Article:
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    Default Surname Posessive - Going to the Walt's

    I know that the sentence above and many others are entirely common, but I would like to know if they fall into the category of "used because no one knows the rules" or if I am missing a rule.

    If I say, "I saw the Smiths," I am really saying, "I saw the Smith family." If someone insists on using the assumed object, and we were transcribing the speech, would we punctuate it as a posessive? "So happy that the Johnson's visited" seems to be a misplaced posessive but "So happy the Johnsons visited" seems to be uncommon.

    I am a stickler for rules, so if this is a rule that everyone breaks, don't apologize for them! I like to know the facts hard and straight.

    Thanks!

  2. #2
    Soup's Avatar
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    Default Re: Surname Posessive - Going to the Walt's

    Hello Chad


    There are many sources on this. Here is one:



    Making Plurals of Names


    If you want to make a name plural, it follows the same spelling rule as any other kind of noun. So we write that I live next door to the Smiths. No apostrophe--no letter is left out, the word is not possessive. We would also write that the Smiths live next to the Joneses. Here -es is added to Jones because the singular word ends in an s, just like we make dresses from dress.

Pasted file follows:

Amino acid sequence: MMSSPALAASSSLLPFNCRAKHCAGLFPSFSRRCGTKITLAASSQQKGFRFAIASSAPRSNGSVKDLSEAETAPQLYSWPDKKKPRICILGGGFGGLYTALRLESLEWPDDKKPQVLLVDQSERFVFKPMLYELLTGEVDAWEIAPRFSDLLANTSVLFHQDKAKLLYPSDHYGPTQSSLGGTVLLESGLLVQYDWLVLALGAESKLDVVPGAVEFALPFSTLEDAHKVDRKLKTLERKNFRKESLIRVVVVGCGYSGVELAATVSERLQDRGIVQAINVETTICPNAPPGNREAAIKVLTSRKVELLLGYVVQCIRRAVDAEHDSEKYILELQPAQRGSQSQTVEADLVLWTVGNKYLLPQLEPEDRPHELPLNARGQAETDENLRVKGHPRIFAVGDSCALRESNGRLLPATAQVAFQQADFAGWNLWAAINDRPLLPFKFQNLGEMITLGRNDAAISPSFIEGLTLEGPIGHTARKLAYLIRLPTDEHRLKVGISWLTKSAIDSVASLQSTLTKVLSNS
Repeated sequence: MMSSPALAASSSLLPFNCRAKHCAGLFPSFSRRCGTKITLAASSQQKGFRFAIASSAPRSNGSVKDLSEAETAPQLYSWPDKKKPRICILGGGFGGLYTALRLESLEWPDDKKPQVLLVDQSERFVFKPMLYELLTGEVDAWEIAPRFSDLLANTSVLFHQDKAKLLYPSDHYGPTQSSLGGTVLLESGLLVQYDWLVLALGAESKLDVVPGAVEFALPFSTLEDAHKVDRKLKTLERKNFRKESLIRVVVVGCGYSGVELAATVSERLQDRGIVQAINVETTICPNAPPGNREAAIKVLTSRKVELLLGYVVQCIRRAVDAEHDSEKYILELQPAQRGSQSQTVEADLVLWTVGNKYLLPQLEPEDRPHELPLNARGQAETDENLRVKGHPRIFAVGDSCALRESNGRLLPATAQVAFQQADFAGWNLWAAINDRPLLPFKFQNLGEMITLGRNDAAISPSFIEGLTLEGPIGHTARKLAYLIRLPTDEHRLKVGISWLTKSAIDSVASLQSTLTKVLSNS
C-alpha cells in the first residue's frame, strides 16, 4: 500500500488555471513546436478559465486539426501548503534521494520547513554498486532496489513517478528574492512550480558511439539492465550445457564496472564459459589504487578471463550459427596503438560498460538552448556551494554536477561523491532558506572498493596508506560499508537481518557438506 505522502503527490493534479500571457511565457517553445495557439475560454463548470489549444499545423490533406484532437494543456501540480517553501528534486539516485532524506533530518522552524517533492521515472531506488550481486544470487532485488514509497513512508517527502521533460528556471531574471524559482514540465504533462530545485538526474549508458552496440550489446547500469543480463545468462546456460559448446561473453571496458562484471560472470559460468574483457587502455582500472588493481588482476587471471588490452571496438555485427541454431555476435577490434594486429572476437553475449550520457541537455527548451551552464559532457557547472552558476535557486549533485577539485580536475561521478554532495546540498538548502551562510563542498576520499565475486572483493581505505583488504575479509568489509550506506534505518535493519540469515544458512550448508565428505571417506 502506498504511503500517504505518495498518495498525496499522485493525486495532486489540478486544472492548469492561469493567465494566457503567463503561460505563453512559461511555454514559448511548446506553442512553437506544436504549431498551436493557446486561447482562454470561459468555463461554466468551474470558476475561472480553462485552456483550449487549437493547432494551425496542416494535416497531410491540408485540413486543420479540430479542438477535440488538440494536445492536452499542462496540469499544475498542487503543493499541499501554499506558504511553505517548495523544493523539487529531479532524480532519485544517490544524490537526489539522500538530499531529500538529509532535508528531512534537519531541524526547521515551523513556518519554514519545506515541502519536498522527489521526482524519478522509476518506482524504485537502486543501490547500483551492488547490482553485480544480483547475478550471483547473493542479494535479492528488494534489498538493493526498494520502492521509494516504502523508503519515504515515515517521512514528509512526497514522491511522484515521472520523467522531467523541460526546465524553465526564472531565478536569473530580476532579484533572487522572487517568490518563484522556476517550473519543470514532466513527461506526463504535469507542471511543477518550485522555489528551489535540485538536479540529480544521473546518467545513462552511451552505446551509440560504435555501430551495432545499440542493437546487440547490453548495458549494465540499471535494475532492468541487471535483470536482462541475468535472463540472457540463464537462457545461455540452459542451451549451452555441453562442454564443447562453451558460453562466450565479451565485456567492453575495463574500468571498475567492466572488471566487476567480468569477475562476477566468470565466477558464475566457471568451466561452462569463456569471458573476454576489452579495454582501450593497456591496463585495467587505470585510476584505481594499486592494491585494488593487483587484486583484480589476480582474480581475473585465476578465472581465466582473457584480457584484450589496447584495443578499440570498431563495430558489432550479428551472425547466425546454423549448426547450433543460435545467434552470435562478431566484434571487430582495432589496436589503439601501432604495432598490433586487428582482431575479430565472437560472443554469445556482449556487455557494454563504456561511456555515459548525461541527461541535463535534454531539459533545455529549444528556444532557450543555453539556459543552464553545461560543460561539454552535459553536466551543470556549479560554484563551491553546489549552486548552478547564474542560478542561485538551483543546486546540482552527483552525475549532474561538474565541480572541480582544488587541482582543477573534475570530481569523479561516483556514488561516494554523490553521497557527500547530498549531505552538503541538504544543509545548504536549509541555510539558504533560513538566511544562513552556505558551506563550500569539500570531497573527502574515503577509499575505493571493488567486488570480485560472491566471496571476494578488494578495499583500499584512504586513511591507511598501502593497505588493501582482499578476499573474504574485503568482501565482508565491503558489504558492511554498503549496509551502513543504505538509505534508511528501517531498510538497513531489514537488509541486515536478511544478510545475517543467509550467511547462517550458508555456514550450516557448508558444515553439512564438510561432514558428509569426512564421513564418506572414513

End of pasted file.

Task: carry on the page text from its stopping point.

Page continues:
Smith with an apostrophe s is possessive, just like any other noun. We could say I am Mr. Smith's neighbor. That is the normal rule for making possessives. There is nothing different about it because it is a name. If Smith is plural and possessive, we would follow the same pattern that we use for any other nouns: I am the Smiths' neighbor.

    Source Plurals with Apostrophes and Other Questions You Asked

  3. #3
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    Default Re: Surname Posessive - Going to the Walt's

    In Chaucer, we see Peteres for Peter's and so on. It's a genitive case.

    But for the family name, we usually pluralize before adding the possessive:

    To the Walts'.

    K

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    Default Re: Surname Posessive - Going to the Walt's

    Quote Originally Posted by konungursvia View Post
    In Chaucer, we see Peteres for Peter's and so on. It's a genitive case.

    But for the family name, we usually pluralize before adding the possessive:

    To the Walts'.

    K
    I'm not sure what your post is in reference to.

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